selenium in a brazil nuts

Selenium rich foods

If you would like to find out all about foods high in selenium, you have certainly come to the right page. We have provided you with a long list of selenium rich foods, that point out what the best dietary sources of this mineral are. Not only that but we tell you the total selenium that each food contains, and how this matches up against the total selenium that you should be consuming in a day.

Not only that but we also provide an explanation as to what selenium is, and why it is important to your health.

What is selenium and why do you need it?

So what is selenium and why do our bodies need it? Selenium is what is known as a 'trace' mineral. This means that although it is needed by the body, a lesser amount is needed than other minerals known as 'essential' minerals.

Ok, it's true that when you think of vitamins and minerals, selenium is not going to be the first one that comes to mind, or the second, but that does not mean that it is not vital to your health in several ways. Before we go on to talk about which foods have selenium in them, we are going to explain what this mineral actually does for you.

Selenium benefits include:

  • Helps the function of your pancreas
  • Prevents arteries from hardening
  • Aids the development of the fetus in pregnant women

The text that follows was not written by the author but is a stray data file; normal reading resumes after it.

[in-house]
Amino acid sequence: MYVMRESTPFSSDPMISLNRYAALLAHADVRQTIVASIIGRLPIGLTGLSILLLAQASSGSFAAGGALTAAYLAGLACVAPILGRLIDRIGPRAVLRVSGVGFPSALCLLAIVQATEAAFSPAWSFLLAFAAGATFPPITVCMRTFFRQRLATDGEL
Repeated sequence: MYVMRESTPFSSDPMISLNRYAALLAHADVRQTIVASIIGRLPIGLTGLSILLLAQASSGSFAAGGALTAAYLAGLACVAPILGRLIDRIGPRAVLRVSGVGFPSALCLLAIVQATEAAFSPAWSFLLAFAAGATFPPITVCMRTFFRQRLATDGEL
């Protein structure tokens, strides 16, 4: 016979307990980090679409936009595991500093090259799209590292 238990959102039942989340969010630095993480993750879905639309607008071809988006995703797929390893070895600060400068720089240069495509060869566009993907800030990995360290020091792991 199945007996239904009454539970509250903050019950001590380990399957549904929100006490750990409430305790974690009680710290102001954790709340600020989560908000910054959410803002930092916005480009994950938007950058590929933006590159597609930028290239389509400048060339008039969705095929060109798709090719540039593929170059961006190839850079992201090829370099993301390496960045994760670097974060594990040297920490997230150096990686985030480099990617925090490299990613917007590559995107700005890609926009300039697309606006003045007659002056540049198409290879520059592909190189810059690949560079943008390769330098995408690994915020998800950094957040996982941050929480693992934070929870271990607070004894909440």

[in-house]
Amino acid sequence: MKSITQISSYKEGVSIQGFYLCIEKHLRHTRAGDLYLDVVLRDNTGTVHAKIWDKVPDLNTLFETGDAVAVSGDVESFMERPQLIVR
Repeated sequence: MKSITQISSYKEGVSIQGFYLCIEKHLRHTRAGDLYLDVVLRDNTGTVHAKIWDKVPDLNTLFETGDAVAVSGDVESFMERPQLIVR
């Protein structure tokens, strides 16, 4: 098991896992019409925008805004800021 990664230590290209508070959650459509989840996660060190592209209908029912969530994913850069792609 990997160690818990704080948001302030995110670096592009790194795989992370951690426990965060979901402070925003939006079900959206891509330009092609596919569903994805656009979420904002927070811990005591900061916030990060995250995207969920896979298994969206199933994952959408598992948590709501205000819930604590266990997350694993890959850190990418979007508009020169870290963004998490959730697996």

• Helps your skin to stay strong and healthy
  • Regulates your cholesterol level
  • Is important for a healthy thyroid

These are some pretty important factors, that would really leave you in ill health if they were to falter. This is why it is so important to get high selenium foods in your diet, every single day.

One of the best things about any food that contains selenium, is that the are also loaded with various other nutrients that also play critical roles in your health. This makes them much more effective than taking supplements instead.

List of foods high in selenium

In our first list we are going to provide you with 10 of the foods highest in selenium. But don't worry, if you don't spot anything within this list that appeals to your taste buds, we have loads more selenium rich foods to follow it up..

  1. selenuim in brazil nuts

    Brazil nuts

    - If there is one food on it's own that can send your selenium levels through the roof it is Brazil nuts. Just one cup of Brazil nuts can provide you with all of the selenium you need in a day, and much more. These tasty nuts are also a great source of vitamin E and manganese as well.

    120 g of dried Brazil nuts have 1,917 micrograms of selenium in them, this works out at 2,739% of your RDI (recommended daily intake). And yes that does say two thousands, seven hundred and thirty nine!
  2. Kidney

    - Beef kidney, or any kidney for that matter, is a wonderful dietary source of selenium. You can easily exceed your daily requirement through a very small portion of kidney. Kidney is also rich in vitamin B2 and vitamin B12.

    1 oz of beef kidney has 143 mcg, working out at a huge 204% of your daily need.
  3. selenuim in mussels

    Mussels

    - There are various sea foods that act as good sources of selenium, and one of the best examples are mussels. You can exceed the total selenium needed in a day with just a simple portion of them. Additionally mussels also give you a great dose of iron and protein.

    100g of cooked blue mussels has 89.6 mcg, this is a massive 128% of your RDI.
  4. Whelk